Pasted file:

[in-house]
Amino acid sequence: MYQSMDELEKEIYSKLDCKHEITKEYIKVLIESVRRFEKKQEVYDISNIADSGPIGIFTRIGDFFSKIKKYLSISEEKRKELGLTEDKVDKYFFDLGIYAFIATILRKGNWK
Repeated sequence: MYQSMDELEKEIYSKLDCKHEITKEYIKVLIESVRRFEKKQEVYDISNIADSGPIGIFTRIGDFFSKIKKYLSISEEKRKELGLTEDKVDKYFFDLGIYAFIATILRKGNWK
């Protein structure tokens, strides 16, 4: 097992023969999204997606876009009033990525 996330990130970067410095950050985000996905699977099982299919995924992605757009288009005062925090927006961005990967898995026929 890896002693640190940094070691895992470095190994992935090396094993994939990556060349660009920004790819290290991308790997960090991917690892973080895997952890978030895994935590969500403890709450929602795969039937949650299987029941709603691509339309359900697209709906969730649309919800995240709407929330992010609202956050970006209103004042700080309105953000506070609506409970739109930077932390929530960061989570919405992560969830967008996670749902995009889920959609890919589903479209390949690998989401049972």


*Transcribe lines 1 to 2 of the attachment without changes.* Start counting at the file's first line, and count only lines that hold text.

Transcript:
[in-house]
Amino acid sequence: MYQSMDELEKEIYSKLDCKHEITKEYIKVLIESVRRFEKKQEVYDISNIADSGPIGIFTRIGDFFSKIKKYLSISEEKRKELGLTEDKVDKYFFDLGIYAFIATILRKGNWK